This different Memorial Day, despite coronavirus, will not overshadow or diminish the deserved recognition of the incredible men and women who have died in order to keep our nation free, to keep it safe, to keep it faithful to our Constitution and to the values we, as Americans hold dear. Anything short of that would be a slap in the face of those who suffered and died for us all. If you have children or grandchildren, please set aside a time to ask them if they know what Memorial Day really means or ask them to draw a picture of what they think it stands for or ask them to write a poem about the brave, selfless men and women we look up to or to draw/color our “stars and stripes.” And folks, though the holiday is about those who have died, don’t look at the ground . . . raise your face to the skies and thank God for the blessing of their sacrifice, strength and influence. To be an American is to be proud, grateful, humble and secure. Our military has our backs and they are our backbone and many live today because of the sacrifice of others for which we will never forget.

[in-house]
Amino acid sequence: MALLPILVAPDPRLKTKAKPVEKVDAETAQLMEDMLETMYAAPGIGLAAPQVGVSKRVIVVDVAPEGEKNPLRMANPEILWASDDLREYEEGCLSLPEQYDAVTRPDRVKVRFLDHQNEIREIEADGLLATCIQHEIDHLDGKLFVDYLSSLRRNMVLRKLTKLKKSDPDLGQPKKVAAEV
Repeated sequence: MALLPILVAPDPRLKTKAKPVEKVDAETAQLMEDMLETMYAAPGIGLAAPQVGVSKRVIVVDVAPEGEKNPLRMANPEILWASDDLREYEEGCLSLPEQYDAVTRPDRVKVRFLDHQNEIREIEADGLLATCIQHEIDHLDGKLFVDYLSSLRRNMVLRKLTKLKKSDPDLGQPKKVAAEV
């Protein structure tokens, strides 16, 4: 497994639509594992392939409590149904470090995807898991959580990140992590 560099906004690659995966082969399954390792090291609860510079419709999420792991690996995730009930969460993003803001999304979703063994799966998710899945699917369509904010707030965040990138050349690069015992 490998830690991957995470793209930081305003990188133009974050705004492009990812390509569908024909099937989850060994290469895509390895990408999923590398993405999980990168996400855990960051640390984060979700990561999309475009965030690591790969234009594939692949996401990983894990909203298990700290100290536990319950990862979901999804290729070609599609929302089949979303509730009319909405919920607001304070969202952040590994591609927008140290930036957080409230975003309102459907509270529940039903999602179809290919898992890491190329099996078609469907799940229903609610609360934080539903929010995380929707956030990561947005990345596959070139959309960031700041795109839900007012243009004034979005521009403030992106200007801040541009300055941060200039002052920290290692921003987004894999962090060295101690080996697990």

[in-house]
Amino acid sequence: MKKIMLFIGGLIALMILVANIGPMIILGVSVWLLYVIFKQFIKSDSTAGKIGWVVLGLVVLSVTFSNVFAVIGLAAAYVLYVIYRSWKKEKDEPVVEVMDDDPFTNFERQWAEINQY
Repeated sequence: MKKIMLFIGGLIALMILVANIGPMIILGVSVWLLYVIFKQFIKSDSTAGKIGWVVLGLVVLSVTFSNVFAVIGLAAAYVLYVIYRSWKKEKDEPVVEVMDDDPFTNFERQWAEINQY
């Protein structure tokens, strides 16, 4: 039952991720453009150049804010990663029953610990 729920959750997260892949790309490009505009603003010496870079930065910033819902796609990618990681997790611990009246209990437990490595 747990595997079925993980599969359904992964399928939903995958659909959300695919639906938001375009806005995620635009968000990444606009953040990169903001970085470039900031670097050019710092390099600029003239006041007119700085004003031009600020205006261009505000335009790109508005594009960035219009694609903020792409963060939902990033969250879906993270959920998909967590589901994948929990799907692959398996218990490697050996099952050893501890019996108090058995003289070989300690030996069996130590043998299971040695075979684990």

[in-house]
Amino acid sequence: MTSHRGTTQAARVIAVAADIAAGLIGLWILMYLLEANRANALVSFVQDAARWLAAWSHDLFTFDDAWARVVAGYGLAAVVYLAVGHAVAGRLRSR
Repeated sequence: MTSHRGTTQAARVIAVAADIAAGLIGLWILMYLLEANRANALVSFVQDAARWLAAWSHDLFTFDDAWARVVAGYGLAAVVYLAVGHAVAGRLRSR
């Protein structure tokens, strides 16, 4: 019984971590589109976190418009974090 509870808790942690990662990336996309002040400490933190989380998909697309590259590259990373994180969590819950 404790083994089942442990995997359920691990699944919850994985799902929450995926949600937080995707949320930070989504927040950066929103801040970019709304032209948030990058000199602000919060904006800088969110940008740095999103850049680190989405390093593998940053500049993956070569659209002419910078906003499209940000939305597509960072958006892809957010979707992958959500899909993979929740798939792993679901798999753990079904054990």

We can look toward a time when we will get back to normal and even better, holding our U.S. Flag higher, waving it harder, singing louder even in off key voices (like mine) the songs that encompass what we’re all about. Until that time, we must maintain, keep vigilant, stay educated when it comes to national and domestic affairs, wear our gloves and masks and social distance as needed, but live to care more, pray more and love more than ever before.